Show simple item record

dc.contributor.authorSchwartz, Margot L.
dc.contributor.authorLima, Julie C.
dc.contributor.authorClark, Melissa A.
dc.contributor.authorMiller, Susan C.
dc.date2022-08-11T08:10:35.000
dc.date.accessioned2022-08-23T17:13:39Z
dc.date.available2022-08-23T17:13:39Z
dc.date.issued2019-03-01
dc.date.submitted2019-01-23
dc.identifier.citation<p>J Pain Symptom Manage. 2019 Mar;57(3):525-534. doi: 10.1016/j.jpainsymman.2018.12.330. Epub 2018 Dec 20. <a href="https://doi.org/10.1016/j.jpainsymman.2018.12.330">Link to article on publisher's site</a></p>
dc.identifier.issn0885-3924 (Linking)
dc.identifier.doi10.1016/j.jpainsymman.2018.12.330
dc.identifier.pmid30578935
dc.identifier.urihttp://hdl.handle.net/20.500.14038/46778
dc.description.abstractCONTEXT: The nursing home (NH) culture change (CC) movement, which emphasizes person-centered care, is particularly relevant to meeting the unique needs of residents near the end of life. OBJECTIVES: We aimed to evaluate the NH-reported adoption of person-centered end-of-life culture change (EOL-CC) practices and identify NH characteristics associated with greater adoption. METHODS: We used NH and state policy data for 1358 NHs completing a nationally representative 2016/17 NH Culture Change Survey. An 18-point EOL-CC score was created by summarizing responses from six survey items related to practices for residents who were dying/had died. NHs were divided into quartiles reflecting their EOL-CC score, and multivariable ordered logistic regression was used to identify NH characteristics associated with having higher (quartile) scores. RESULTS: The mean EOL-CC score was 13.7 (SD = 3.0). Correlates of higher scores differed from those previously found for non-EOL-CC practices. Higher NH leadership scores and nonprofit status were consistently associated with higher EOL-CC scores. For example, a three-point leadership score increase was associated with higher odds of an NH performing in the top EOL-CC quartile (odds ratio [OR] = 2.0, 95% CI: 1.82-2.30), whereas for-profit status was associated with lower odds (OR = 0.7, 95% CI: 0.49-0.90). The availability of palliative care consults was associated with a greater likelihood of EOL-CC scores above the median (OR = 1.5, 95% CI: 1.10-1.93), but not in the top or bottom quartile. CONCLUSION: NH-reported adoption of EOL-CC practices varies, and the presence of palliative care consults in NHs explains only some of this variation. Findings support the importance of evaluating EOL-CC practices separately from other culture change practices.
dc.language.isoen_US
dc.relation<p><a href="http://www.ncbi.nlm.nih.gov/entrez/query.fcgi?db=pubmed&cmd=Retrieve&list_uids=30578935&dopt=Abstract">Link to Article in PubMed</a></p>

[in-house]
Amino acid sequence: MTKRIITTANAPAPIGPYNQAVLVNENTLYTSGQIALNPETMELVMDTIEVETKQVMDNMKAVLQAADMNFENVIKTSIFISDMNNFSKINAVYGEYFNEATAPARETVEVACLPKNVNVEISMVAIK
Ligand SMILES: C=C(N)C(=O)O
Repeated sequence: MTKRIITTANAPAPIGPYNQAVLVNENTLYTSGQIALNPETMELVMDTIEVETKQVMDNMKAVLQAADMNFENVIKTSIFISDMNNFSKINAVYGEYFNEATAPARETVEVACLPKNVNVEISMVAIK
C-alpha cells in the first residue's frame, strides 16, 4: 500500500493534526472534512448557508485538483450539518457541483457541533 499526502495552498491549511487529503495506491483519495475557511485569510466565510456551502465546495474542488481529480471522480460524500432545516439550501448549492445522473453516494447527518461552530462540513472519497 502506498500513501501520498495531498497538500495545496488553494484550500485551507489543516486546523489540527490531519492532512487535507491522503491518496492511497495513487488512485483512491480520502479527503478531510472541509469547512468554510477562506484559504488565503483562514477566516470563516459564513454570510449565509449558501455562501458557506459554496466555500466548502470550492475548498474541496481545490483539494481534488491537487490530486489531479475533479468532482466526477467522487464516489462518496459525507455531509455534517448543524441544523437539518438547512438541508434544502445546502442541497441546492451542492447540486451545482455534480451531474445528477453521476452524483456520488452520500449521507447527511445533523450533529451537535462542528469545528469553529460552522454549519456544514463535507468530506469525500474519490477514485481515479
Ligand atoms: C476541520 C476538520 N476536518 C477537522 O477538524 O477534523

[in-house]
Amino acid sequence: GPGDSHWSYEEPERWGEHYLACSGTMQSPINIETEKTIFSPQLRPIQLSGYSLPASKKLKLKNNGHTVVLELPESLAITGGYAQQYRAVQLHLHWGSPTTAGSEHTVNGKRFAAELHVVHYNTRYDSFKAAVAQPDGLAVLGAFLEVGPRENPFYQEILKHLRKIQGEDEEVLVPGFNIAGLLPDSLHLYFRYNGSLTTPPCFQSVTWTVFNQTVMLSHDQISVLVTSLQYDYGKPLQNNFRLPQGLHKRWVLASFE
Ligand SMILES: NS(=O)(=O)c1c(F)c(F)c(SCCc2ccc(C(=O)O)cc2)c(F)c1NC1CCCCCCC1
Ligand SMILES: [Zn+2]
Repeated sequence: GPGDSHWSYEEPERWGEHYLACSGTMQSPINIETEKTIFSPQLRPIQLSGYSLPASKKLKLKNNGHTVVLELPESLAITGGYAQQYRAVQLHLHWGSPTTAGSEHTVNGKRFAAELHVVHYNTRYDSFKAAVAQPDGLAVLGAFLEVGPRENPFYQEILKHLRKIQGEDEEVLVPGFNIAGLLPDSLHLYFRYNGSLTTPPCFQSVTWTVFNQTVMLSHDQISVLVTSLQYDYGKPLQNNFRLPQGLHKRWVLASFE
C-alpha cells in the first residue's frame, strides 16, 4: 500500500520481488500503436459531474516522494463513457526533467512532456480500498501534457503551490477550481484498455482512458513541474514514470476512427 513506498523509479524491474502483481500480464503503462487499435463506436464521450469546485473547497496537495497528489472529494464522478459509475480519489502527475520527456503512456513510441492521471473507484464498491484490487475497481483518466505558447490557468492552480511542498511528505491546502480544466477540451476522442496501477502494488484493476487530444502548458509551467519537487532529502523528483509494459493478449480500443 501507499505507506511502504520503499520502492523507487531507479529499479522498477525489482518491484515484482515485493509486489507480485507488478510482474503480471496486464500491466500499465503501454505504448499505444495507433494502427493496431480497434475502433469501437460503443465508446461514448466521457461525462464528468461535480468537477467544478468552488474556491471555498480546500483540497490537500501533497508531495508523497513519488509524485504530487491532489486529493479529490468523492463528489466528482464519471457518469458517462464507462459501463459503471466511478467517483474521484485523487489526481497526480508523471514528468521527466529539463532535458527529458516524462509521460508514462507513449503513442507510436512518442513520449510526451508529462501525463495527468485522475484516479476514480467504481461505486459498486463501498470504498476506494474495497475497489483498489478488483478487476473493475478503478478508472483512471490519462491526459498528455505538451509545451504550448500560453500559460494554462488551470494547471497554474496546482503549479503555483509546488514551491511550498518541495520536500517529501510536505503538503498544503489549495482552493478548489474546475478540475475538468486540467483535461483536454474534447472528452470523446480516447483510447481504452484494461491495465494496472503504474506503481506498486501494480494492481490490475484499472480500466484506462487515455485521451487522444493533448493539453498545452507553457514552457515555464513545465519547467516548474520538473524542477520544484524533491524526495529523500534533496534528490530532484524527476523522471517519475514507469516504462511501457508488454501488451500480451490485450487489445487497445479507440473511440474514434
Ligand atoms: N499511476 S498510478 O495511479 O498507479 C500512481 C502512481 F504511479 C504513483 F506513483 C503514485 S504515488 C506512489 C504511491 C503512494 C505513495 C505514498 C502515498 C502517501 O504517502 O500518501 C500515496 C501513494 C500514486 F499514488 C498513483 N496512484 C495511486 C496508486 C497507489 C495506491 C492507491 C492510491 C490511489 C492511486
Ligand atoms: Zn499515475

dc.relation.urlhttps://doi.org/10.1016/j.jpainsymman.2018.12.330
dc.subjectNursing homes
dc.subjectculture change
dc.subjectend-of-life
dc.subjectpalliative care
dc.subjectperson-centered care
dc.subjectGeriatrics
dc.subjectHealth Psychology
dc.subjectHealth Services Administration
dc.subjectHealth Services Research
dc.subjectPalliative Care
dc.titleEnd-of-Life Culture Change Practices in U.S. Nursing Homes in 2016/2017
dc.typeArticle
dc.source.journaltitleJournal of pain and symptom management
dc.source.volume57
dc.source.issue3
dc.identifier.legacycoverpagehttps://escholarship.umassmed.edu/qhs_pp/1238
dc.identifier.contextkey13667586
html.description.abstract<p>CONTEXT: The nursing home (NH) culture change (CC) movement, which emphasizes person-centered care, is particularly relevant to meeting the unique needs of residents near the end of life.</p> <p>OBJECTIVES: We aimed to evaluate the NH-reported adoption of person-centered end-of-life culture change (EOL-CC) practices and identify NH characteristics associated with greater adoption.</p> <p>METHODS: We used NH and state policy data for 1358 NHs completing a nationally representative 2016/17 NH Culture Change Survey. An 18-point EOL-CC score was created by summarizing responses from six survey items related to practices for residents who were dying/had died. NHs were divided into quartiles reflecting their EOL-CC score, and multivariable ordered logistic regression was used to identify NH characteristics associated with having higher (quartile) scores.</p> <p>RESULTS: The mean EOL-CC score was 13.7 (SD = 3.0). Correlates of higher scores differed from those previously found for non-EOL-CC practices. Higher NH leadership scores and nonprofit status were consistently associated with higher EOL-CC scores. For example, a three-point leadership score increase was associated with higher odds of an NH performing in the top EOL-CC quartile (odds ratio [OR] = 2.0, 95% CI: 1.82-2.30), whereas for-profit status was associated with lower odds (OR = 0.7, 95% CI: 0.49-0.90). The availability of palliative care consults was associated with a greater likelihood of EOL-CC scores above the median (OR = 1.5, 95% CI: 1.10-1.93), but not in the top or bottom quartile.</p> <p>CONCLUSION: NH-reported adoption of EOL-CC practices varies, and the presence of palliative care consults in NHs explains only some of this variation. Findings support the importance of evaluating EOL-CC practices separately from other culture change practices.</p>
dc.identifier.submissionpathqhs_pp/1238
dc.contributor.departmentDepartment of Population and Quantitative Health Sciences
dc.source.pages525-534


Files in this item

Thumbnail
Name:
Publisher version

This item appears in the following Collection(s)

Show simple item record